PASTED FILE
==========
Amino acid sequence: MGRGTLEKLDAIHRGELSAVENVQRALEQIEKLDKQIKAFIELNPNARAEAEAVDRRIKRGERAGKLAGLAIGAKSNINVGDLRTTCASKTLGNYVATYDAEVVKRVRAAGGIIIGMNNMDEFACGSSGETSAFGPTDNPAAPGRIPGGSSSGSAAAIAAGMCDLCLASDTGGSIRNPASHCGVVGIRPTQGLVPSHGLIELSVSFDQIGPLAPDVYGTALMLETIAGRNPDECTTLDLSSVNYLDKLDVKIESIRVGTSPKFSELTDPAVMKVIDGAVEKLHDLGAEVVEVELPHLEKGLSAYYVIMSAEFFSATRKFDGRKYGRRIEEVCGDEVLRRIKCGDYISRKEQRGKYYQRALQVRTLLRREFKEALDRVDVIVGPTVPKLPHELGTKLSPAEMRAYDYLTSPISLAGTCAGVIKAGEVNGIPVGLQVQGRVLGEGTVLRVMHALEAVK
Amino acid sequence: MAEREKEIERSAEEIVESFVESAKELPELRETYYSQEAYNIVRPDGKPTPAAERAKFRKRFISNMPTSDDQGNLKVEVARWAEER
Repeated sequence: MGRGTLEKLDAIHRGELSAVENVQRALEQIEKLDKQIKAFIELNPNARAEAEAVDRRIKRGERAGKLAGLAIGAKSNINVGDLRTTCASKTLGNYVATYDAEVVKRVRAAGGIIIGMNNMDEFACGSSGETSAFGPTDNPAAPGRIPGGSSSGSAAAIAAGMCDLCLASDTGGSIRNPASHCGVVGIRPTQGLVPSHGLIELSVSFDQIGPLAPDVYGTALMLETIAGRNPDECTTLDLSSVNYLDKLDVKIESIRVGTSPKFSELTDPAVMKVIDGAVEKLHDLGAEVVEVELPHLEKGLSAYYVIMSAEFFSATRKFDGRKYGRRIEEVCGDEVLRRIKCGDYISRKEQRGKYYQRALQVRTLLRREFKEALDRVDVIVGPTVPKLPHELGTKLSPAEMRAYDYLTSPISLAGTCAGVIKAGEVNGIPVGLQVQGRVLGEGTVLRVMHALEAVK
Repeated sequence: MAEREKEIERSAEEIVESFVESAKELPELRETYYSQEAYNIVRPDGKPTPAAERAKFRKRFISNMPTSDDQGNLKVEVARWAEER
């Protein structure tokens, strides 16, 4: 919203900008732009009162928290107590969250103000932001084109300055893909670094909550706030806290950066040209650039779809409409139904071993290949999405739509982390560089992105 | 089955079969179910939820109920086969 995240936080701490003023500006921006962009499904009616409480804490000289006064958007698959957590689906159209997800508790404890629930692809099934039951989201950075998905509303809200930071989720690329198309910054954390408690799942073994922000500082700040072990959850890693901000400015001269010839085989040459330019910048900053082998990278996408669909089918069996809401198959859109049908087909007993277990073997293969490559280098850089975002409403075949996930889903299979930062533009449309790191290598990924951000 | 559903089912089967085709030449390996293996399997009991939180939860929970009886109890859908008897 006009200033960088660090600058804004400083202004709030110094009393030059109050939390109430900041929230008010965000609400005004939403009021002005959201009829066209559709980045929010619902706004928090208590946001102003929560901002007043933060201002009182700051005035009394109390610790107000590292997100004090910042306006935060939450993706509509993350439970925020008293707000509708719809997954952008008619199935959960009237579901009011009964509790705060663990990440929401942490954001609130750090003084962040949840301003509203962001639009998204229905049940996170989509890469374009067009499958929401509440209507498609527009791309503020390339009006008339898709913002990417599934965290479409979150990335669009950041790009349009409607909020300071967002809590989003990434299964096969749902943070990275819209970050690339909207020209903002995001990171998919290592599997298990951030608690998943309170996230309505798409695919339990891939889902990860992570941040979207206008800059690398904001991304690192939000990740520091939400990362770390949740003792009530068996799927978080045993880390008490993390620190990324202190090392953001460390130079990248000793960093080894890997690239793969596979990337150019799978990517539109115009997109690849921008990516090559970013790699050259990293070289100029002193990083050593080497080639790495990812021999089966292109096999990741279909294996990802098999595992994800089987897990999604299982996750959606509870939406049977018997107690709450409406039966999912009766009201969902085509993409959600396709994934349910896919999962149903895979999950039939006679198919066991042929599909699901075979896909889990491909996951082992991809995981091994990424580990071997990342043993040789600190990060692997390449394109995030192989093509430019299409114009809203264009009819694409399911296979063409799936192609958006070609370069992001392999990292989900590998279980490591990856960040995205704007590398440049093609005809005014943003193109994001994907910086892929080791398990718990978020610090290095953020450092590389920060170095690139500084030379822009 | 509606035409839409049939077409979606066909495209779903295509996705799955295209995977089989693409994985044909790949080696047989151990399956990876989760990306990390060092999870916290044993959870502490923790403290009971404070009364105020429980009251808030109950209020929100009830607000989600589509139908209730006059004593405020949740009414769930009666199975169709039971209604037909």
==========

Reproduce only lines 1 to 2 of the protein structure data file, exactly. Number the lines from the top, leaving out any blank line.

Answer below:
Amino acid sequence: MGRGTLEKLDAIHRGELSAVENVQRALEQIEKLDKQIKAFIELNPNARAEAEAVDRRIKRGERAGKLAGLAIGAKSNINVGDLRTTCASKTLGNYVATYDAEVVKRVRAAGGIIIGMNNMDEFACGSSGETSAFGPTDNPAAPGRIPGGSSSGSAAAIAAGMCDLCLASDTGGSIRNPASHCGVVGIRPTQGLVPSHGLIELSVSFDQIGPLAPDVYGTALMLETIAGRNPDECTTLDLSSVNYLDKLDVKIESIRVGTSPKFSELTDPAVMKVIDGAVEKLHDLGAEVVEVELPHLEKGLSAYYVIMSAEFFSATRKFDGRKYGRRIEEVCGDEVLRRIKCGDYISRKEQRGKYYQRALQVRTLLRREFKEALDRVDVIVGPTVPKLPHELGTKLSPAEMRAYDYLTSPISLAGTCAGVIKAGEVNGIPVGLQVQGRVLGEGTVLRVMHALEAVK
Amino acid sequence: MAEREKEIERSAEEIVESFVESAKELPELRETYYSQEAYNIVRPDGKPTPAAERAKFRKRFISNMPTSDDQGNLKVEVARWAEER